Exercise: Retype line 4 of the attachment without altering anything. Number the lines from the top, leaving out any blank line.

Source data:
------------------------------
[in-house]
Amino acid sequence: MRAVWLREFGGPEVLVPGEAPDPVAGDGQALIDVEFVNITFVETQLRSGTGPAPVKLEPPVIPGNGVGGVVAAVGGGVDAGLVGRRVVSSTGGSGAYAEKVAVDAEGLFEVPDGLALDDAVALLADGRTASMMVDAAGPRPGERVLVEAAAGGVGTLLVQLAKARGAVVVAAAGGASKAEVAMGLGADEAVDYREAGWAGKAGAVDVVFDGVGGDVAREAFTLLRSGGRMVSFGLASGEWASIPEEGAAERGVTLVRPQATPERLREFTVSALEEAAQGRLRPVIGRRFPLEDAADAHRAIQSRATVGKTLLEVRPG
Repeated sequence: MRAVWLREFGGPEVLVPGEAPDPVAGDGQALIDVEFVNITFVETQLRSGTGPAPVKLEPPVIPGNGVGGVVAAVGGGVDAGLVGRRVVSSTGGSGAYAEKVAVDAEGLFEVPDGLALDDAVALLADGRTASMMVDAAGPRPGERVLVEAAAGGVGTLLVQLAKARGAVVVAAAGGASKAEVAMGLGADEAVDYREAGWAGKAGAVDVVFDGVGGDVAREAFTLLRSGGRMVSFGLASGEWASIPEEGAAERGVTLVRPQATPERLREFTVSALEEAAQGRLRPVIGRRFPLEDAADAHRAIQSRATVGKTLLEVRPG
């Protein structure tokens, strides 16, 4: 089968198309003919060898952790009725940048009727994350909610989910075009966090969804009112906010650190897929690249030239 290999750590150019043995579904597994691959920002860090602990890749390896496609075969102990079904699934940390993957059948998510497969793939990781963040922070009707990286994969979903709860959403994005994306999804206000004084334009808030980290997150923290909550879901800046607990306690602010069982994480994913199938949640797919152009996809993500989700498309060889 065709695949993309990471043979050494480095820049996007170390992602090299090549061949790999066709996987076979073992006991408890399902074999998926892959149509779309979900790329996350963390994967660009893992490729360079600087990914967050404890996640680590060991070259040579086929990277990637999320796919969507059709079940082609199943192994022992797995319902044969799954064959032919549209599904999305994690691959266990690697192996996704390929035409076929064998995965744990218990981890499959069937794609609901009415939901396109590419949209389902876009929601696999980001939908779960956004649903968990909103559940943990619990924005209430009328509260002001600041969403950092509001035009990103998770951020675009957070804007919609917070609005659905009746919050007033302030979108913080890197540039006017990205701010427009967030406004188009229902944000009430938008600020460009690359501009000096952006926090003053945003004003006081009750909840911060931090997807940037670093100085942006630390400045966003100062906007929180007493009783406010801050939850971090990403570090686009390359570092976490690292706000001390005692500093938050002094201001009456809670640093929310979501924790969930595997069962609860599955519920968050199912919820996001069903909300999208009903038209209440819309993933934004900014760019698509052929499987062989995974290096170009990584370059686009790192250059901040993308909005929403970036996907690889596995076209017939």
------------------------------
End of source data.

């Protein structure tokens, strides 16, 4: 089968198309003919060898952790009725940048009727994350909610989910075009966090969804009112906010650190897929690249030239 290999750590150019043995579904597994691959920002860090602990890749390896496609075969102990079904699934940390993957059948998510497969793939990781963040922070009707990286994969979903709860959403994005994306999804206000004084334009808030980290997150923290909550879901800046607990306690602010069982994480994913199938949640797919152009996809993500989700498309060889 065709695949993309990471043979050494480095820049996007170390992602090299090549061949790999066709996987076979073992006991408890399902074999998926892959149509779309979900790329996350963390994967660009893992490729360079600087990914967050404890996640680590060991070259040579086929990277990637999320796919969507059709079940082609199943192994022992797995319902044969799954064959032919549209599904999305994690691959266990690697192996996704390929035409076929064998995965744990218990981890499959069937794609609901009415939901396109590419949209389902876009929601696999980001939908779960956004649903968990909103559940943990619990924005209430009328509260002001600041969403950092509001035009990103998770951020675009957070804007919609917070609005659905009746919050007033302030979108913080890197540039006017990205701010427009967030406004188009229902944000009430938008600020460009690359501009000096952006926090003053945003004003006081009750909840911060931090997807940037670093100085942006630390400045966003100062906007929180007493009783406010801050939850971090990403570090686009390359570092976490690292706000001390005692500093938050002094201001009456809670640093929310979501924790969930595997069962609860599955519920968050199912919820996001069903909300999208009903038209209440819309993933934004900014760019698509052929499987062989995974290096170009990584370059686009790192250059901040993308909005929403970036996907690889596995076209017939």